18 Jun

Review – Foreshadows: The Ghosts of Zero

Foreshadows CoverI like clever ideas, but they can be difficult to execute. Foreshadows: The Ghosts of Zero caught my attention because it was a book with a soundtrack. The collection of short stories is accompanied by an album with tracks that coincide with each story. (I’m going to just assume people still use the word “album.”) Each story also leads off with a black and white illustration. That means that between authors, musicians, and illustrators there are quite a few names associated with this project and, collectively, they execute this clever idea well.

Some of those names will certainly be familiar to folks in various circles, gaming circles among them. Jeff LaSala, who edited the collection, wrote The Darkwood Mask, an Eberron novel for Wizards of the Coast, as well as a number of other short works (including a great many contributions to Dungeons & Dragons Insider). Keith Baker, creator of Eberron and a more than a few sourcebooks for the setting, contributes a story to the collection as does Ed Greenwood. If you play D&D and don’t know who Ed is, go Google him; it’s ok, I’ll wait…

Obviously, these are the names that immediately jumped out at me. But there are plenty more great writers among the nineteen stories, each bringing their own vision to the dystopian, near-future setting that is Foreshadows’ shared world. And while it is to be expected that some stories will resonate more with a reader, whether it is a particular author’s style or simply the plot chosen, that’s to be expected when you have a range of authors side by side. Put average writing next to exceptional writing and you can’t help but notice. That said, however, I was entertained throughout the entirety of the book.

The world of Foreshadows steadily becomes a character in its own right and, for readers like me who can embrace a setting as much as a protagonist (or antagonist), there’s a real pleasure in unearthing another piece of the place with each story. As a cyberpunk setting, it clearly has certain expectations to meet (cybernetic body modification, immersive VR technology, AI’s and robotic constructs) and Foreshadows meets them, at times in obvious ways, but sometimes it forges ahead in unanticipated directions and presents something new.

Thematically, it also ranges over a great deal of ground. The stories explore the impact of technology as it races ahead of our own humanity and what that means for morality, spirituality, and our shared experiences and very nature. In some ways, there is more Frankenstein than Neuromancer here. And, rather than the typical atheistic future we’ve grown accustomed to in the genre, the book draws on several theologies (and mythologies) as it unfolds. Remove (most of) the fantasy elements of the Shadowrun setting and the place becomes eerily familiar (but in a good way). Without a doubt, the setting certainly lends itself to further exploration.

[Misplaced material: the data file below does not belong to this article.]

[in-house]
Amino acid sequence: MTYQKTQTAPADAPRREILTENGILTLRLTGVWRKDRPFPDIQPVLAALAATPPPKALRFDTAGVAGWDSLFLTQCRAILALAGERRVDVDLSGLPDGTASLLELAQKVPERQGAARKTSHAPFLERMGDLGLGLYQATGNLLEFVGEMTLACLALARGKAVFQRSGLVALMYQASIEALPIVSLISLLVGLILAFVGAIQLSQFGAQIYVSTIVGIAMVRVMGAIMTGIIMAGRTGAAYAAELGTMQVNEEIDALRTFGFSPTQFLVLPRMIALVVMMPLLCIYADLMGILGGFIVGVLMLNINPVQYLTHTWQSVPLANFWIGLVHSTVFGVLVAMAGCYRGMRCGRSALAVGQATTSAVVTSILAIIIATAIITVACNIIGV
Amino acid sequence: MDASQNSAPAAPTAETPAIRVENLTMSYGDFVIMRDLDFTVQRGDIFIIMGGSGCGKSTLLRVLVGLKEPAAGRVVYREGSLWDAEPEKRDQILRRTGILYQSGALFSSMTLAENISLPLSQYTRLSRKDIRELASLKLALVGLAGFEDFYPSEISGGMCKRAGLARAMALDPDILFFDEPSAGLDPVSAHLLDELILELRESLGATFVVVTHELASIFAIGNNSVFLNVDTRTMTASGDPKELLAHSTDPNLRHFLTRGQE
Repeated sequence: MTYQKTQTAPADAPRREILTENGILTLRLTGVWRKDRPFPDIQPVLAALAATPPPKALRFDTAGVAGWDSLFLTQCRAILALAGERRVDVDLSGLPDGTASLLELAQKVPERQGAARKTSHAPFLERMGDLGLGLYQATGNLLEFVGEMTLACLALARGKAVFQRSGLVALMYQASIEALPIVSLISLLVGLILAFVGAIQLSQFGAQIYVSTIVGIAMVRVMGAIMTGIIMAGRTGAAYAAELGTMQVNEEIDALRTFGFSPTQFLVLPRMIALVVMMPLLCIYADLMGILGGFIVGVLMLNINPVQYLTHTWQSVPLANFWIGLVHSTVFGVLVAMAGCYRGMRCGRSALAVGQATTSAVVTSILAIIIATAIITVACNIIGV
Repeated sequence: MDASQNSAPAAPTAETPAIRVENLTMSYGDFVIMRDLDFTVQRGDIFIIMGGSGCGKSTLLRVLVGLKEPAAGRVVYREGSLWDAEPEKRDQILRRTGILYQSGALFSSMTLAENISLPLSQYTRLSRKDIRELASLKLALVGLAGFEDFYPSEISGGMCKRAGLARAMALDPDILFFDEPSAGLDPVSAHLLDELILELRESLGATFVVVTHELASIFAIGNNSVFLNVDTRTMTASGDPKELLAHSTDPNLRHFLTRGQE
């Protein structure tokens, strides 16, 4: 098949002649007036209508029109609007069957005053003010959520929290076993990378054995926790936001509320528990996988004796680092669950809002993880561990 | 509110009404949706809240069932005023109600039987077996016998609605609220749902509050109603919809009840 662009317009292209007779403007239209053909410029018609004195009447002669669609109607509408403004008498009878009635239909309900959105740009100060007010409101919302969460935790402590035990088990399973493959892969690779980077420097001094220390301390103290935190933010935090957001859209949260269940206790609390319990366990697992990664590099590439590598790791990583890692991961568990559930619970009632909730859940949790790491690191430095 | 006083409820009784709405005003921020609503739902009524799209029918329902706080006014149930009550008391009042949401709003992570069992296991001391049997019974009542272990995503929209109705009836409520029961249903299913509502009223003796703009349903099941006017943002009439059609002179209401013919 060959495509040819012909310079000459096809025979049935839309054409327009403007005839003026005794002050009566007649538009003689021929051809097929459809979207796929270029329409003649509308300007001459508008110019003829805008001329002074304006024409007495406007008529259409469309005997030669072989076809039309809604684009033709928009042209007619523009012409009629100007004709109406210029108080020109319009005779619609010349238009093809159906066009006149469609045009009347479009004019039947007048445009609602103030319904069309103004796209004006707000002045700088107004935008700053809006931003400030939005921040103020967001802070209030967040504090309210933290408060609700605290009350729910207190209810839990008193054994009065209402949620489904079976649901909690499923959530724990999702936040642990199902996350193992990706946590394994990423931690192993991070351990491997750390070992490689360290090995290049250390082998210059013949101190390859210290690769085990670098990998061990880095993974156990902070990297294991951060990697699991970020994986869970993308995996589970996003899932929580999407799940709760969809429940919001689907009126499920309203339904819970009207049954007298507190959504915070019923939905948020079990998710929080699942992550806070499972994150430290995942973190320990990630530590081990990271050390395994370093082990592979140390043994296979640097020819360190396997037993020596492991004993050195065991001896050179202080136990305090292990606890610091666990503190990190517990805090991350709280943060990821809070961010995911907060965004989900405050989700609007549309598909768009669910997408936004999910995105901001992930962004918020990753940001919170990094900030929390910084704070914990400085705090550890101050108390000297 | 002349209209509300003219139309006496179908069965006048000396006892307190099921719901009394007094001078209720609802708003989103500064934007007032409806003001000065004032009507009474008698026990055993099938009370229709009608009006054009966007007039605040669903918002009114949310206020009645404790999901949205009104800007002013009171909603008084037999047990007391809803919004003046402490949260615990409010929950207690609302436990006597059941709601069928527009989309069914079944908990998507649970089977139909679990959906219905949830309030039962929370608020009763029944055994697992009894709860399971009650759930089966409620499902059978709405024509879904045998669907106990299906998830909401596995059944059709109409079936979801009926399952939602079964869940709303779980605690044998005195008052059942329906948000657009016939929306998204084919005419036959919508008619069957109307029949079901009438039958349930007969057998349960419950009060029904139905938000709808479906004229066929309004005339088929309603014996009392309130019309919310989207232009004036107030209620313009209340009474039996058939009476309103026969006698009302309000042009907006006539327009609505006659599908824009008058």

Not being a music critic, other than knowing what I like, I can’t point to one thing or another in the music and offer much in the way of constructive input or know “what the kids are calling it.” It’s a futuristic-sounding collection of predominantly instrumental synthesizer tracks. (Yes, I said “future-sounding.” If you’ll notice, I just pointed out that I’m not remotely a music critic.) I will say they would make excellent background tracks to a gaming session, especially in the same cyberpunk future that the book itself offers. At times I found the music immersed me in the “feel” of a story faster than I read the words on the page. But, at other times, I would be so drawn into a particular story that I failed to even register the music.

Reading something tied to its own music was definitely a different experience and, overall, I would say it was a positive one. Of course, I’m the sort of person who enjoys background music while reading (and writing) rather than someone who finds it distracting. But the book provides no “listening guide” or “rules” for the accompanying music, other than to assign a track to each story. A reader is clearly intended to find his or her own way and I like that because then it doesn’t infringe on how you read your books.

For more about Foreshadows: The Ghosts of Zero you can check out the book’s website. You can pick up a digital copy at BAEN here. or you can get a print copy (and accompanying CD) from the Very Us Artists store here. For fans of the genre, and particularly gamer-readers within the genre, I recommend checking it out.

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